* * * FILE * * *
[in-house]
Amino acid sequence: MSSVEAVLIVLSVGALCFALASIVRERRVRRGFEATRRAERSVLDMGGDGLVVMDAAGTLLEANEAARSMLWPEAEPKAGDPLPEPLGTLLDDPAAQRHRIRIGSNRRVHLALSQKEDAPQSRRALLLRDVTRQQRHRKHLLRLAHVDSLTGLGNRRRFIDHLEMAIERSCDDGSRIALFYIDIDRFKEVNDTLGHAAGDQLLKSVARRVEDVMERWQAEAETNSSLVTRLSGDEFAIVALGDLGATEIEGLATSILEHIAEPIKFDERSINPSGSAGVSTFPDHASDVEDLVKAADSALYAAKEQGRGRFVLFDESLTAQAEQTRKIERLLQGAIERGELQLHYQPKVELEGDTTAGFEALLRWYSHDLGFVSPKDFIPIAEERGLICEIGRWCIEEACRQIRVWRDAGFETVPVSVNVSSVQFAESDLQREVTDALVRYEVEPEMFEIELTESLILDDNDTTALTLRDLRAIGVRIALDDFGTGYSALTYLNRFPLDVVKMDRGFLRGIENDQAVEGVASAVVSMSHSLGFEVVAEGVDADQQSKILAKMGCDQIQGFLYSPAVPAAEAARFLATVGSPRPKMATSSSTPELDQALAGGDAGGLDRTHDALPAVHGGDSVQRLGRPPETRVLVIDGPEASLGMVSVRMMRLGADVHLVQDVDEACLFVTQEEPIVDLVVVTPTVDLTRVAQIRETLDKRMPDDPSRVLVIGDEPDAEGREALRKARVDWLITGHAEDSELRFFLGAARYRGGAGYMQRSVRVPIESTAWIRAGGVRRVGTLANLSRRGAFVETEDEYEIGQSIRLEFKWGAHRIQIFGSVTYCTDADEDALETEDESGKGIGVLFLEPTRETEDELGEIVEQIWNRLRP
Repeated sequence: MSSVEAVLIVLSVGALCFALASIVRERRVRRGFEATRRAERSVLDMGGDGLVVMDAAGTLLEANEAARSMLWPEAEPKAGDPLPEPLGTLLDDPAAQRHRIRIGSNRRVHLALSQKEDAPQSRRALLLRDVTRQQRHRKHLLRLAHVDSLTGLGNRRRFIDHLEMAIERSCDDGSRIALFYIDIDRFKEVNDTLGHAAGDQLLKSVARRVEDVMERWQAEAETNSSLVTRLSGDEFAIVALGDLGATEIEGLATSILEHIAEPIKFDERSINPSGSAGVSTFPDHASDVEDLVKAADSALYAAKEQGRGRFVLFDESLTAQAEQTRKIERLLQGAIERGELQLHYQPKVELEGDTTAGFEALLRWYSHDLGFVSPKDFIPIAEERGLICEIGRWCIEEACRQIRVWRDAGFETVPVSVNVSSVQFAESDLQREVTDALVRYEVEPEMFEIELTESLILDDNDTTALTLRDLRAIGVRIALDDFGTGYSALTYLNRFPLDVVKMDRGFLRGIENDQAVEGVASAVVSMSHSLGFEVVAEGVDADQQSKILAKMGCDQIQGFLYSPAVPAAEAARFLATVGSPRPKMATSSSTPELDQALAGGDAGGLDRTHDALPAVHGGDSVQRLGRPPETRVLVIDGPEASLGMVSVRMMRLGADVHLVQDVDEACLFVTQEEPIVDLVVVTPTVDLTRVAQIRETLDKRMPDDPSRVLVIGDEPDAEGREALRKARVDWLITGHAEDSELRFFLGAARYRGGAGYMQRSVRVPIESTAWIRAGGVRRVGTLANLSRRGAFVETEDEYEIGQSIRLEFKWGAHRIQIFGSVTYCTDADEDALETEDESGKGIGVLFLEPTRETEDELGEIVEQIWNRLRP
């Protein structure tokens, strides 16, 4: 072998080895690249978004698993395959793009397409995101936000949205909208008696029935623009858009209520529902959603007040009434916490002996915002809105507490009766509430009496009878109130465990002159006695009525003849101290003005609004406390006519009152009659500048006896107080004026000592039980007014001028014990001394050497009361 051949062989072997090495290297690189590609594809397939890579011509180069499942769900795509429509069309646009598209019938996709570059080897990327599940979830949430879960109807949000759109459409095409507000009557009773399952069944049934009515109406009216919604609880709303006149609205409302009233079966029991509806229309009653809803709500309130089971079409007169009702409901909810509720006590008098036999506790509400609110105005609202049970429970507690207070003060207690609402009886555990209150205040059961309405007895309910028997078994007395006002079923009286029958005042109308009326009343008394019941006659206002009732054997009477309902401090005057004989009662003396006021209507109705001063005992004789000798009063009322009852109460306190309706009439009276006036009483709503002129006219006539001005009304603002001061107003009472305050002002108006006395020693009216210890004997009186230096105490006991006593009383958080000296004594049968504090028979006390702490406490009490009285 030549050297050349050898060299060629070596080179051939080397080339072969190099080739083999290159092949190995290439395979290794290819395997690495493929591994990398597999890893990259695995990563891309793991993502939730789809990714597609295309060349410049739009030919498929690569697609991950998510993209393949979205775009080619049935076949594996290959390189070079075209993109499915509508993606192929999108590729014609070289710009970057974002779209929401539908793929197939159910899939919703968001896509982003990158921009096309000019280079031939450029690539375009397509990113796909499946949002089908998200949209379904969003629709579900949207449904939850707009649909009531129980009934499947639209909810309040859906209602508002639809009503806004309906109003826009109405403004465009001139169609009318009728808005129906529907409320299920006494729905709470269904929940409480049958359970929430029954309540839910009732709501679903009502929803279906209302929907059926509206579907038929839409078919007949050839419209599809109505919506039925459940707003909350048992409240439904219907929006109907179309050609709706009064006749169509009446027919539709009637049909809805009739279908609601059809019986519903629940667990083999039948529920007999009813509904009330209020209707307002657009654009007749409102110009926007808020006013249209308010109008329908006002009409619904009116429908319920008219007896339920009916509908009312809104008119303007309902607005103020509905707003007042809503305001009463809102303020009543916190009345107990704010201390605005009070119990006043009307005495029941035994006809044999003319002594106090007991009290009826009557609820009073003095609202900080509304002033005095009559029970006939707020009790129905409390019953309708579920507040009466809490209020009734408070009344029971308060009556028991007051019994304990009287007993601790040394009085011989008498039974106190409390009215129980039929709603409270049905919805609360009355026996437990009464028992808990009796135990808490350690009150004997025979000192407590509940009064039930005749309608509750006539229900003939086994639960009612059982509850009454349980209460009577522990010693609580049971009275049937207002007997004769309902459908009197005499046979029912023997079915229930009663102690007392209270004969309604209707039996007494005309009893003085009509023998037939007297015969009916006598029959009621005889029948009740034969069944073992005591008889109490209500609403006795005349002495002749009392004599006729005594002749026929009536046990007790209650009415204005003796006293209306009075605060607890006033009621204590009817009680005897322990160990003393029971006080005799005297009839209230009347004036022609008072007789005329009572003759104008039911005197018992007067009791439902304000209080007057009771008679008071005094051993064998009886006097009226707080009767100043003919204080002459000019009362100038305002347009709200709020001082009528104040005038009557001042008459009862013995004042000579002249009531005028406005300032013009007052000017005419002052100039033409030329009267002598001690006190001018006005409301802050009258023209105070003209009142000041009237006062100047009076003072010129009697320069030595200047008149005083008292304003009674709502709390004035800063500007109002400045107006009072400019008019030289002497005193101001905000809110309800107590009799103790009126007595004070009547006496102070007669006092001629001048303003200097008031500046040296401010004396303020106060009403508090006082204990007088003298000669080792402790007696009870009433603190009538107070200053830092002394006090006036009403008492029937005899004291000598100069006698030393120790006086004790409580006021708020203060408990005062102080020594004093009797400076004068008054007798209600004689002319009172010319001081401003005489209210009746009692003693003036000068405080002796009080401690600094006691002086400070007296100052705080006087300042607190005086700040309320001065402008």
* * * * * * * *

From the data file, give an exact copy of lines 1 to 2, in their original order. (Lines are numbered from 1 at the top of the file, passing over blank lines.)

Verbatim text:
[in-house]
Amino acid sequence: MSSVEAVLIVLSVGALCFALASIVRERRVRRGFEATRRAERSVLDMGGDGLVVMDAAGTLLEANEAARSMLWPEAEPKAGDPLPEPLGTLLDDPAAQRHRIRIGSNRRVHLALSQKEDAPQSRRALLLRDVTRQQRHRKHLLRLAHVDSLTGLGNRRRFIDHLEMAIERSCDDGSRIALFYIDIDRFKEVNDTLGHAAGDQLLKSVARRVEDVMERWQAEAETNSSLVTRLSGDEFAIVALGDLGATEIEGLATSILEHIAEPIKFDERSINPSGSAGVSTFPDHASDVEDLVKAADSALYAAKEQGRGRFVLFDESLTAQAEQTRKIERLLQGAIERGELQLHYQPKVELEGDTTAGFEALLRWYSHDLGFVSPKDFIPIAEERGLICEIGRWCIEEACRQIRVWRDAGFETVPVSVNVSSVQFAESDLQREVTDALVRYEVEPEMFEIELTESLILDDNDTTALTLRDLRAIGVRIALDDFGTGYSALTYLNRFPLDVVKMDRGFLRGIENDQAVEGVASAVVSMSHSLGFEVVAEGVDADQQSKILAKMGCDQIQGFLYSPAVPAAEAARFLATVGSPRPKMATSSSTPELDQALAGGDAGGLDRTHDALPAVHGGDSVQRLGRPPETRVLVIDGPEASLGMVSVRMMRLGADVHLVQDVDEACLFVTQEEPIVDLVVVTPTVDLTRVAQIRETLDKRMPDDPSRVLVIGDEPDAEGREALRKARVDWLITGHAEDSELRFFLGAARYRGGAGYMQRSVRVPIESTAWIRAGGVRRVGTLANLSRRGAFVETEDEYEIGQSIRLEFKWGAHRIQIFGSVTYCTDADEDALETEDESGKGIGVLFLEPTRETEDELGEIVEQIWNRLRP